A new discovery may give the term “drunk texting” a whole new meaning. Researchers in Toronto’s York University are learning to send text messages through alcohol…literally.
The scientists converted sprays of isopropyl alcohol into binary code to transmit the message. Using an Arduino Uno board, an Adafruit LCD, a desk fan and a household spray bottle, the researchers sent a text message across a tabletop via molecular diffusion.
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The fan was used to push alcoholic mist across the tabletop, while a sensor at the other end of the table measured the air’s alcohol content. The vapor was then reassembled into non-binary characters to successfully reconstruct the message, which read “Oh Canada.” The experiment was conducted using off-the-shelf materials costing about $100.
York University professor Andrew Eckford, who performed the experiment in his lab at York University’s Department of Electrical Engineering, says this method could be used to send messages where traditional radio signals don’t work.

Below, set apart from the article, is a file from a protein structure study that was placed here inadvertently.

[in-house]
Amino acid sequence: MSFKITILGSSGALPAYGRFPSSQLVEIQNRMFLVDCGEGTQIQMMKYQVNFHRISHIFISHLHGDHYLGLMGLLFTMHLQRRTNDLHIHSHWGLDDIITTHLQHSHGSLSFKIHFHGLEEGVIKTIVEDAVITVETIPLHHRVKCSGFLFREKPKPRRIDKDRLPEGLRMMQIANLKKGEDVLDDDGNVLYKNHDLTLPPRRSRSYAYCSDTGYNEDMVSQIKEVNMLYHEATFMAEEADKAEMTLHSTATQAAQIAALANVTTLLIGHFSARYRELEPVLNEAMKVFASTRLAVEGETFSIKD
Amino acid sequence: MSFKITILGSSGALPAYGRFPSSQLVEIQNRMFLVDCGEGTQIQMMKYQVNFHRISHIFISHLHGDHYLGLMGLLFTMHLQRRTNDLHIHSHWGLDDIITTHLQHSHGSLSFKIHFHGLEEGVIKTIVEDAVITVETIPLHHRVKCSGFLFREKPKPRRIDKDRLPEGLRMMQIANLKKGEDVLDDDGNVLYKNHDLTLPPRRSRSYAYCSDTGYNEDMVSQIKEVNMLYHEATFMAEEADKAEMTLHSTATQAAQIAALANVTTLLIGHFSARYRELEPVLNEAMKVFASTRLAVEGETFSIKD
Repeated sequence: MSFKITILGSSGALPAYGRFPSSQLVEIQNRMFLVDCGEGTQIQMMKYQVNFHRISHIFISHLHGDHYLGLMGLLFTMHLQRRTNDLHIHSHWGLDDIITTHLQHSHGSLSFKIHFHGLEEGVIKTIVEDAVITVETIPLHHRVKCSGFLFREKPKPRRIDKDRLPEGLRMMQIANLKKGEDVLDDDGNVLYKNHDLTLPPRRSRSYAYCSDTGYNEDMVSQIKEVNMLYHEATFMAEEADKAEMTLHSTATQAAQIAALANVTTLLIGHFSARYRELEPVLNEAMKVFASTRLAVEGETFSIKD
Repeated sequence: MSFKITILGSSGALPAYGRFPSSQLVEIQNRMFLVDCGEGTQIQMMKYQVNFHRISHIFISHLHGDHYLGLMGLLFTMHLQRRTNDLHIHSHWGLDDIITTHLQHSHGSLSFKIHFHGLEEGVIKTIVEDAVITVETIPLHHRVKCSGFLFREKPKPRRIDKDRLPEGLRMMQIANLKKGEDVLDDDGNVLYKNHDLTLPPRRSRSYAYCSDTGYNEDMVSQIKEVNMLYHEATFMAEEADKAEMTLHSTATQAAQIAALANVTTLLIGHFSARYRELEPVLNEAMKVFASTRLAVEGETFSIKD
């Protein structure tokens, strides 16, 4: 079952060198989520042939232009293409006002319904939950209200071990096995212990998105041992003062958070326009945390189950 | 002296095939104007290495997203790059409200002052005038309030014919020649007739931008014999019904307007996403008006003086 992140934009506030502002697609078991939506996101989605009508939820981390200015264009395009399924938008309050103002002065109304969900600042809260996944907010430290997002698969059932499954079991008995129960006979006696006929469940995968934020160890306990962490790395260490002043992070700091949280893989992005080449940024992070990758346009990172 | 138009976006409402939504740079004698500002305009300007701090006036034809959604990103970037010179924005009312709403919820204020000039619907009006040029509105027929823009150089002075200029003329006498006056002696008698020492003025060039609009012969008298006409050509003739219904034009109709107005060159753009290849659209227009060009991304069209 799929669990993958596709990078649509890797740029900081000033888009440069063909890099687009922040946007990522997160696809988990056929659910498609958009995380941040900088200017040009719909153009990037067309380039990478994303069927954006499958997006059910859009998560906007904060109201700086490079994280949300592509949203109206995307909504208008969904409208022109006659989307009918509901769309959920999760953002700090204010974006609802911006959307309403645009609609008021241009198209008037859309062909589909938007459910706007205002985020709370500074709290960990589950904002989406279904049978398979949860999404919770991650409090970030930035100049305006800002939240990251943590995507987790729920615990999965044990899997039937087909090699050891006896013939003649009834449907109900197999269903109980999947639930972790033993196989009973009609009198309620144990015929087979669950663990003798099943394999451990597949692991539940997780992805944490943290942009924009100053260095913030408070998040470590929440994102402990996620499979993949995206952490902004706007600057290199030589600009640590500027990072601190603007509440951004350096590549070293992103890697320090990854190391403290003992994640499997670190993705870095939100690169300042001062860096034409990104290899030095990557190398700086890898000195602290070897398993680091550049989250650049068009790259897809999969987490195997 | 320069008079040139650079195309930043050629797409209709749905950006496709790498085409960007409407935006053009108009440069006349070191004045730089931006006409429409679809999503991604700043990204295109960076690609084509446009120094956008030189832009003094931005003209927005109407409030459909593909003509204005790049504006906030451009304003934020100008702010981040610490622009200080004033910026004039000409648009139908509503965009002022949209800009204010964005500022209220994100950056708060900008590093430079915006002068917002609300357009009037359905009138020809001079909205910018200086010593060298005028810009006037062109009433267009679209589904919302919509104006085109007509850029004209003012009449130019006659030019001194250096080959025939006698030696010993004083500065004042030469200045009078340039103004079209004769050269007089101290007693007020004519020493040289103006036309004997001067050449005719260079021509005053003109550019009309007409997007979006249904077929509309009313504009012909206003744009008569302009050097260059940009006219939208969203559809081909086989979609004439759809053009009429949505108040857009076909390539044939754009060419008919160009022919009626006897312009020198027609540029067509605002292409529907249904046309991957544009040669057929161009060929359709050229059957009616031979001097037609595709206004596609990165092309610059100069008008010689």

“Chemical signals can offer a more efficient way of transmitting data inside tunnels, pipelines, or deep underground structures,” Eckford said.
The report also mentions that this technology could be used for more than communication. The method could be used to wirelessly monitor sewage works and oil rigs, potentially preventing disasters such as the “fatberg” that blocked London’s sewage network earlier this year.